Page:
Whiffy dog, sniffy dog…

Earlier this year, children’s telly veteran Michael Whaite diligently pitched up to the Penguin Random House 2018 showcase, where industry insiders were wooed with tea and cocktails (cupcakes, too), and handed tote bags to fill with classics and new publications alike, all stacked enticingly.

But first came the presentations, including a quirky, intensely charming monologue from Allan Ahlberg, assisted by two of the vintage stuffed animals from Baby on Board, and some typically sparky observations from Jacqueline Wilson. Whaite managed to hold his own thanks to a nifty party trick: a lesson on how to draw a cartoon dog.

The mass audience participation slightly eclipsed his actual book, so when 100 Dogs finally landed on our doormat a few weeks back, it was an unexpected treat. The title is informative – that’s exactly how many different mutts mooch across its pages. There isn’t really a story, though it’s easy to use the pictures to dream up your own, and my daughter already has some favourites. What there is is a rhyming list, beginning ‘Small dog, tall dog, playing with a ball dog’, and going on the feature pooches from sleuthing bloodhounds to fairy-winged pugs. There’s a dog that’s trampled mud all over the kitchen, and another that’s ‘sniffing at a botty dog’. And when you reach the final spread, there they all are, a glorious muddle each and every one going about its canine business.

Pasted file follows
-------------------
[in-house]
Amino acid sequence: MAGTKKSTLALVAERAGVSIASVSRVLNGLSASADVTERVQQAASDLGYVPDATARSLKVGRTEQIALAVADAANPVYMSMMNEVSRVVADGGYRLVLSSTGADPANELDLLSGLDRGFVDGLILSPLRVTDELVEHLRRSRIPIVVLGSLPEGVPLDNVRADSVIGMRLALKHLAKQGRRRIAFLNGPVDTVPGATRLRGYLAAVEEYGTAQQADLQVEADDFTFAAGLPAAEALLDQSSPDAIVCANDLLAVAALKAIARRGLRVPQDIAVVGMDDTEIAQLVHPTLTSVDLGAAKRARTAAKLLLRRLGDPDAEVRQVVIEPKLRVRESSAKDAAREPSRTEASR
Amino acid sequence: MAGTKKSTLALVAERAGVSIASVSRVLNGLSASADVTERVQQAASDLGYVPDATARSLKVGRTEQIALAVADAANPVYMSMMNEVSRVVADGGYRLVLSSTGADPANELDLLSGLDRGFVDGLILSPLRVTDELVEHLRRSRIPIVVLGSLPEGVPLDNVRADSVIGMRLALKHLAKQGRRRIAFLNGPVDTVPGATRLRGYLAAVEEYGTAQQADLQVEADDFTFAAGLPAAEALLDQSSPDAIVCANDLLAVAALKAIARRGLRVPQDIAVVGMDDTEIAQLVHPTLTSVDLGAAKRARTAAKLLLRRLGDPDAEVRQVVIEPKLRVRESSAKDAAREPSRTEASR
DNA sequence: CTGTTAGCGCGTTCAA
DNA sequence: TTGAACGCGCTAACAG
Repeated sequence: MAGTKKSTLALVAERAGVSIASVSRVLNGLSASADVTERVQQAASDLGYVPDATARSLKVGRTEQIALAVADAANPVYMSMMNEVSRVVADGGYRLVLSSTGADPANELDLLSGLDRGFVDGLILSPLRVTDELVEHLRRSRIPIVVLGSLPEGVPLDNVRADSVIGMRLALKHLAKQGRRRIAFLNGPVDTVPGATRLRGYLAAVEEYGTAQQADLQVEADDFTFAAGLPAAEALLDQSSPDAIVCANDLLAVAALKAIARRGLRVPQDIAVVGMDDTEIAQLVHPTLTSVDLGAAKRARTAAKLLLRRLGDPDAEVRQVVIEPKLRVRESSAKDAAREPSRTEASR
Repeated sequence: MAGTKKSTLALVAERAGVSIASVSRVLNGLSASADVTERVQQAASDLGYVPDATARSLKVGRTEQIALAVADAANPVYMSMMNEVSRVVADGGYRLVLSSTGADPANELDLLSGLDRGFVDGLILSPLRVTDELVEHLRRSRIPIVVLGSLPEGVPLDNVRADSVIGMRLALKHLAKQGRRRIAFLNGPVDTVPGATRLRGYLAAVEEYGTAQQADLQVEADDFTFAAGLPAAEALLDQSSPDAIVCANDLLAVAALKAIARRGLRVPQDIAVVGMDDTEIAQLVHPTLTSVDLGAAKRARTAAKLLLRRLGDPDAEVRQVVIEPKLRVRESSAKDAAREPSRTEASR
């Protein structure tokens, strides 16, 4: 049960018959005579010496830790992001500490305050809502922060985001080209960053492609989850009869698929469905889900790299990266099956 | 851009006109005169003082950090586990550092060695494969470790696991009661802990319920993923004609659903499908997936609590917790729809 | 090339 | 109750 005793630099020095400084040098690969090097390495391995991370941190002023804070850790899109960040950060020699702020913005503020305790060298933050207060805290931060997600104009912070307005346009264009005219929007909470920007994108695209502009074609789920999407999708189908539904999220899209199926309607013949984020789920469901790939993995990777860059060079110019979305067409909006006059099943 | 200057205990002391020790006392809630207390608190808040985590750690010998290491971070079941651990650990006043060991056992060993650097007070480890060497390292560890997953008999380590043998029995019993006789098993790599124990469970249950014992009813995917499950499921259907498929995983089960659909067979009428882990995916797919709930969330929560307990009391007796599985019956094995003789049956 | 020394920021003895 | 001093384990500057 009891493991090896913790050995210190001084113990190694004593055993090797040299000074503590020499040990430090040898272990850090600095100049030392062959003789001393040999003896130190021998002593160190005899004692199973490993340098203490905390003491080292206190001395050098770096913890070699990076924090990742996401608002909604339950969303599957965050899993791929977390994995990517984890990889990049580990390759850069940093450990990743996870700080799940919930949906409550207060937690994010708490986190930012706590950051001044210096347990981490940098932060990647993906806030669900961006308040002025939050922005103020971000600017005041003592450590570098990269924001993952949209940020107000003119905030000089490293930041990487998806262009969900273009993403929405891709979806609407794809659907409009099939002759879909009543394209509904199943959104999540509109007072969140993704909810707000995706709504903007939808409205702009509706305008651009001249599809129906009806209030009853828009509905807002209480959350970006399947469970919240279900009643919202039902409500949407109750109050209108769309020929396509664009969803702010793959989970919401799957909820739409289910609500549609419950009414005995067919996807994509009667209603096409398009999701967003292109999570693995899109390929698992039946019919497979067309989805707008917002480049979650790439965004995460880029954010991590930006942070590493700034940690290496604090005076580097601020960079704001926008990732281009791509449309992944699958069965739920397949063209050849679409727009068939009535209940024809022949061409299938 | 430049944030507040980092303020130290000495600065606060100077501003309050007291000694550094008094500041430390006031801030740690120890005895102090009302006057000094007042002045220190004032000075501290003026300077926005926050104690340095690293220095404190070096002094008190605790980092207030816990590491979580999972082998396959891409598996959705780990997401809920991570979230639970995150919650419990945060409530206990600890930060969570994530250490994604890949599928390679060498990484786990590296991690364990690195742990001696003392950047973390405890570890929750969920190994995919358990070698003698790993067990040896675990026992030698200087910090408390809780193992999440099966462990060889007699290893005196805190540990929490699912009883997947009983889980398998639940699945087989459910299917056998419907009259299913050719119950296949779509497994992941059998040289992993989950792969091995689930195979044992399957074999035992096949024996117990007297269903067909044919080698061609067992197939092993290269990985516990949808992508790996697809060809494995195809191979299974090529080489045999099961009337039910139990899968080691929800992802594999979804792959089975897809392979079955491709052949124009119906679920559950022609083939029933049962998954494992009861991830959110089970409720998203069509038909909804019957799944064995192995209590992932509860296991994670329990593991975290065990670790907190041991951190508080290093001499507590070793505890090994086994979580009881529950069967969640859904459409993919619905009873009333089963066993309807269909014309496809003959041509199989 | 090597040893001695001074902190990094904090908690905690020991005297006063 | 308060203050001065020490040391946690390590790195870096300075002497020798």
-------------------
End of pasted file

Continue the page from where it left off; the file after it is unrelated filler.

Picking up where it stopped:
Whaite’s illustration style is crisp and graphic, and he captures the animals’ daft doggy energy exactly. There’s plenty to look at on each page, and a simple pictorial gimmick – a missing dog whose striped tail gives away successive hiding places – adds intrigue.

I’ve mentioned before how much of a gift rhyming texts are to weary readers. The scantiness of its words also makes this a good book for the child who’s beginning to want to read themselves. In my experience, they’re more likely to spend time perusing books solo if they’re not frustrated by tantalising blocks of text. Instead of summoning you to decode them (which most of the time is precisely what you want them to crave), they’ll relax and get to enjoy the feeling of ‘reading’ alone.

Plus, it’s DOGS. I mean, unless you’re a cat person (and I shan’t hold it against you if you are, honest!), how much convincing do you really need?

100 Dogs by Michael Whaite is published by Puffin at £6.99. Suggested age: 2-102.

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